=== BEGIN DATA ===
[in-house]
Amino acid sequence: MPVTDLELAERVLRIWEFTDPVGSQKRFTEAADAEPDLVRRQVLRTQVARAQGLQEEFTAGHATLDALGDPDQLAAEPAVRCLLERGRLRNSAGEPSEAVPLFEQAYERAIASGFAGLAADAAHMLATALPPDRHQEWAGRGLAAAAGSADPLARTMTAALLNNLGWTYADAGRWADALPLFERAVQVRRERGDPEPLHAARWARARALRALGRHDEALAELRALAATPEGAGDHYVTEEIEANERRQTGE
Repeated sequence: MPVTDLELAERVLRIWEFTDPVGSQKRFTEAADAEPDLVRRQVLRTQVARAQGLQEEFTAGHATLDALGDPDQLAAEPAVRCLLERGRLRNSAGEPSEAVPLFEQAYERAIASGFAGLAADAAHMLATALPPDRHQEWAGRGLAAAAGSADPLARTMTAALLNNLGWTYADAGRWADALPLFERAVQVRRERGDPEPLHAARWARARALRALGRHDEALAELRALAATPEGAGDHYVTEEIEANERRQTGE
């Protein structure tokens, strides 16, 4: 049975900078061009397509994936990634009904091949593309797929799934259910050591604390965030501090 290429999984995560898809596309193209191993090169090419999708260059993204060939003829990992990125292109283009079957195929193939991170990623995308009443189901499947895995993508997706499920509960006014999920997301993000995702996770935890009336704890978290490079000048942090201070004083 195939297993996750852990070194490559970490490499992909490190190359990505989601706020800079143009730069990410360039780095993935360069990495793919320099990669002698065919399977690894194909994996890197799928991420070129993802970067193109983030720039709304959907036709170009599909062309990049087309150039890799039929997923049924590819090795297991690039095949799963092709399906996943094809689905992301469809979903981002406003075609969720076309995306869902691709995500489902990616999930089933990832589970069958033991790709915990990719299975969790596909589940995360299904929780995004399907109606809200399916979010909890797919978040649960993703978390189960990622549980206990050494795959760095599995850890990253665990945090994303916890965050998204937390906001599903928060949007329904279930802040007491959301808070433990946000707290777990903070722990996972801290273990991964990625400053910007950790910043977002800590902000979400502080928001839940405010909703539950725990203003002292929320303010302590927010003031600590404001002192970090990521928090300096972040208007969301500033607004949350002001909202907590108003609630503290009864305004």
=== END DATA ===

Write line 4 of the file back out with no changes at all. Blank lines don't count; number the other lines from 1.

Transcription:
């Protein structure tokens, strides 16, 4: 049975900078061009397509994936990634009904091949593309797929799934259910050591604390965030501090 290429999984995560898809596309193209191993090169090419999708260059993204060939003829990992990125292109283009079957195929193939991170990623995308009443189901499947895995993508997706499920509960006014999920997301993000995702996770935890009336704890978290490079000048942090201070004083 195939297993996750852990070194490559970490490499992909490190190359990505989601706020800079143009730069990410360039780095993935360069990495793919320099990669002698065919399977690894194909994996890197799928991420070129993802970067193109983030720039709304959907036709170009599909062309990049087309150039890799039929997923049924590819090795297991690039095949799963092709399906996943094809689905992301469809979903981002406003075609969720076309995306869902691709995500489902990616999930089933990832589970069958033991790709915990990719299975969790596909589940995360299904929780995004399907109606809200399916979010909890797919978040649960993703978390189960990622549980206990050494795959760095599995850890990253665990945090994303916890965050998204937390906001599903928060949007329904279930802040007491959301808070433990946000707290777990903070722990996972801290273990991964990625400053910007950790910043977002800590902000979400502080928001839940405010909703539950725990203003002292929320303010302590927010003031600590404001002192970090990521928090300096972040208007969301500033607004949350002001909202907590108003609630503290009864305004």